. FICO reports that negative marks on credit history can fade over time with consistent on-time payments.
Plus, some creditors, such as federal student loan servicers, offer a discount for setting up automatic payments. In some cases, this is an interest rate reduction, which could help reduce the total amount of debt paid overtime.
When it comes to bills, it can sometimes be overwhelming to know where to begin to get organized, especially with a scary pile of unopened letters. But while it might take some effort and time to set up, automating personal finances could be a smart money move that will benefit people looking to avoid late fees and simplify all those deadlines.
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Disadvantages of Automatic Bill Payment
One major downside to putting bills on autopay is the fact that, well, the payments will be automatic. If there is not enough money in the connected bank account to cover the cost of the bill, there is a risk of overdraft fees or even late fees.
Some payment amounts change month to month, such as utility bills. Without checking ahead of time how much the bill will be, it’s possible for the utility company to simply withdraw what is owed, causing the account to be overdrawn. Overdraft fees depend on the bank, but the Center for Responsible Lending found that all 10 of the biggest banks in America charge overdraft fees greater than $35. In fact, the center also reports that large banks charged consumers $11.68 billion in overdraft fees in just one year. Forgetting about automatic withdrawals from financial accounts could lead to overspending, pushing account balances lower than the amount needed to cover those pre-set bill payments.
Another disadvantage of automatic bill pay is that it reduces the amount of control over what money is going out at certain times. One safeguard that could be put in place to help prevent over-drafting is to spread out bill payment dates throughout the month, rather than having them all grouped together. Bills might be scheduled for the beginning or the end of the month, but it’s simple to change the date of automatic payments, with enough notice.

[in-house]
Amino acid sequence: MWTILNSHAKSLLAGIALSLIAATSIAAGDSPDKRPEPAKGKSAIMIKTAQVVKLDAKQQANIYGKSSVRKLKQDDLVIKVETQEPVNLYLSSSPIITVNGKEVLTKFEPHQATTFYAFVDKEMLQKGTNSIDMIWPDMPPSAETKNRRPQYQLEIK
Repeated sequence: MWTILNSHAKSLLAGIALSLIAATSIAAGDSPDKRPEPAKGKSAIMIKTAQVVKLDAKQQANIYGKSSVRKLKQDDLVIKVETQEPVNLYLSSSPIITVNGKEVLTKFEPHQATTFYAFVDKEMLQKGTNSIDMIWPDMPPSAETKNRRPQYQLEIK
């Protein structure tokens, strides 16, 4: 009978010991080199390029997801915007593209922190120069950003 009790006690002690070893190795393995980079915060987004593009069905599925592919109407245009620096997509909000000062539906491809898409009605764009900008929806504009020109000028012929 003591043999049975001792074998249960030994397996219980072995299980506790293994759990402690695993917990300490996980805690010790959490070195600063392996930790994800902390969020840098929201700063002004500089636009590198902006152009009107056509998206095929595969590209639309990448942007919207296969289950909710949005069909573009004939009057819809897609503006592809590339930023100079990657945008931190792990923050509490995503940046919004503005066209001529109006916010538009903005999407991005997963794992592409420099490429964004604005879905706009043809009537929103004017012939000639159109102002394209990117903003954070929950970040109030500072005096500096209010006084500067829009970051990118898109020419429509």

The Consumer Financial Protection Bureau offers a worksheet to help visualize which weeks every month are the most hard-hit with a lot of bill payments. By evaluating bill due dates, compared to income dates, this type of exercise could help provide some insight into which bill deadlines, if any, should get moved. The CFPB recommends directly contacting the bill provider, either on the phone or through the company’s website, to look into existing information regarding payment due dates and how to change them. For companies that do allow bill due dates to be moved, it might be helpful to identify a preferred date for payment that better matches income timing. Getting paid semimonthly, for instance, might mean it would be easiest for bills to fall after the first or 15th of the month. When moving a bill due date, always double-check when the change will go into effect to avoid any late payments.
Some financial planners even recommend setting up a separate bank account just for bill payment. This way, there is still an additional check and balance step of moving the money over into the “Bills” account, helping to reduce the possibility of an overdraft or missed payment due to lack of funds. While it might seem like extra work, it could be just one step instead of all the steps it takes to pay multiple bills separately.